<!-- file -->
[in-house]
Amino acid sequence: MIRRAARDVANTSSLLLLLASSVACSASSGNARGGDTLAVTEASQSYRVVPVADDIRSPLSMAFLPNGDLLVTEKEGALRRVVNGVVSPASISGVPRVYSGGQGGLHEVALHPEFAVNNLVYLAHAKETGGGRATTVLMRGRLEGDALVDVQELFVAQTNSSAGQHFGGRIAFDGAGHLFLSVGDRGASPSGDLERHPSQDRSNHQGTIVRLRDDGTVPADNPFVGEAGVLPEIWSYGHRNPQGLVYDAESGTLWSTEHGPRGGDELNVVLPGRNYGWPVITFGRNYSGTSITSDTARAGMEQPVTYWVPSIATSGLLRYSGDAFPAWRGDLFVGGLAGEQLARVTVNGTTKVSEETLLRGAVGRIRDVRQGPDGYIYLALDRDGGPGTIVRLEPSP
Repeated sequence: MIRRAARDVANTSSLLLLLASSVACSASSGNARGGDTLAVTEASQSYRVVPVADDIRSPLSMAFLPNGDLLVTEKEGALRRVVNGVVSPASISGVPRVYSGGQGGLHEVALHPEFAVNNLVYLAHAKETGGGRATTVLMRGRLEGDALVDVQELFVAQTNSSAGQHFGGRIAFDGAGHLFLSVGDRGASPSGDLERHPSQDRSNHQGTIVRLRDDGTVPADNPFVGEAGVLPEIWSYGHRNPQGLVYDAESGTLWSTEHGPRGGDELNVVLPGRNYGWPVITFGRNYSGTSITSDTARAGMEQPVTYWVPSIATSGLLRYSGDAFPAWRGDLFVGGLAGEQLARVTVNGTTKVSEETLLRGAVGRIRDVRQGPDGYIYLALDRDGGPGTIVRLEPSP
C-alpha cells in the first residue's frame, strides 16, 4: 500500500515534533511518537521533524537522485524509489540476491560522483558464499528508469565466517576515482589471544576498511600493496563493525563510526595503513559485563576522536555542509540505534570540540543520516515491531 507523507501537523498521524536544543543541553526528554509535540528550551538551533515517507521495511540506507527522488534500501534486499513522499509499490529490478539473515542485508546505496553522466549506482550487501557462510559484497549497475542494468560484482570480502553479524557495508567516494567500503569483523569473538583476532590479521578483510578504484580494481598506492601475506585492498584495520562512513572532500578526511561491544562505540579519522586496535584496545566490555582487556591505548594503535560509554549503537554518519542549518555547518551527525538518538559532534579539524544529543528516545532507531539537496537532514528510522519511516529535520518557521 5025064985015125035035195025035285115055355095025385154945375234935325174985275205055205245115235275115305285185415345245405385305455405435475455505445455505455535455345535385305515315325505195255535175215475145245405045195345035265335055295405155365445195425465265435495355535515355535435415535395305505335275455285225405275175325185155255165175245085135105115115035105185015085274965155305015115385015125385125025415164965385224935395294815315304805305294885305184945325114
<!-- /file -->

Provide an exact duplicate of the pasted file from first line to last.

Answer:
[in-house]
Amino acid sequence: MIRRAARDVANTSSLLLLLASSVACSASSGNARGGDTLAVTEASQSYRVVPVADDIRSPLSMAFLPNGDLLVTEKEGALRRVVNGVVSPASISGVPRVYSGGQGGLHEVALHPEFAVNNLVYLAHAKETGGGRATTVLMRGRLEGDALVDVQELFVAQTNSSAGQHFGGRIAFDGAGHLFLSVGDRGASPSGDLERHPSQDRSNHQGTIVRLRDDGTVPADNPFVGEAGVLPEIWSYGHRNPQGLVYDAESGTLWSTEHGPRGGDELNVVLPGRNYGWPVITFGRNYSGTSITSDTARAGMEQPVTYWVPSIATSGLLRYSGDAFPAWRGDLFVGGLAGEQLARVTVNGTTKVSEETLLRGAVGRIRDVRQGPDGYIYLALDRDGGPGTIVRLEPSP
Repeated sequence: MIRRAARDVANTSSLLLLLASSVACSASSGNARGGDTLAVTEASQSYRVVPVADDIRSPLSMAFLPNGDLLVTEKEGALRRVVNGVVSPASISGVPRVYSGGQGGLHEVALHPEFAVNNLVYLAHAKETGGGRATTVLMRGRLEGDALVDVQELFVAQTNSSAGQHFGGRIAFDGAGHLFLSVGDRGASPSGDLERHPSQDRSNHQGTIVRLRDDGTVPADNPFVGEAGVLPEIWSYGHRNPQGLVYDAESGTLWSTEHGPRGGDELNVVLPGRNYGWPVITFGRNYSGTSITSDTARAGMEQPVTYWVPSIATSGLLRYSGDAFPAWRGDLFVGGLAGEQLARVTVNGTTKVSEETLLRGAVGRIRDVRQGPDGYIYLALDRDGGPGTIVRLEPSP
C-alpha cells in the first residue's frame, strides 16, 4: 500500500515534533511518537521533524537522485524509489540476491560522483558464499528508469565466517576515482589471544576498511600493496563493525563510526595503513559485563576522536555542509540505534570540540543520516515491531 507523507501537523498521524536544543543541553526528554509535540528550551538551533515517507521495511540506507527522488534500501534486499513522499509499490529490478539473515542485508546505496553522466549506482550487501557462510559484497549497475542494468560484482570480502553479524557495508567516494567500503569483523569473538583476532590479521578483510578504484580494481598506492601475506585492498584495520562512513572532500578526511561491544562505540579519522586496535584496545566490555582487556591505548594503535560509554549503537554518519542549518555547518551527525538518538559532534579539524544529543528516545532507531539537496537532514528510522519511516529535520518557521 5025064985015125035035195025035285115055355095025385154945375234935325174985275205055205245115235275115305285185415345245405385305455405435475455505445455505455535455345535385305515315325505195255535175215475145245405045195345035265335055295405155365445195425465265435495355535515355535435415535395305505335275455285225405275175325185155255165175245085135105115115035105185015085274965155305015115385015125385125025415164965385224935395294815315304805305294885305184945325114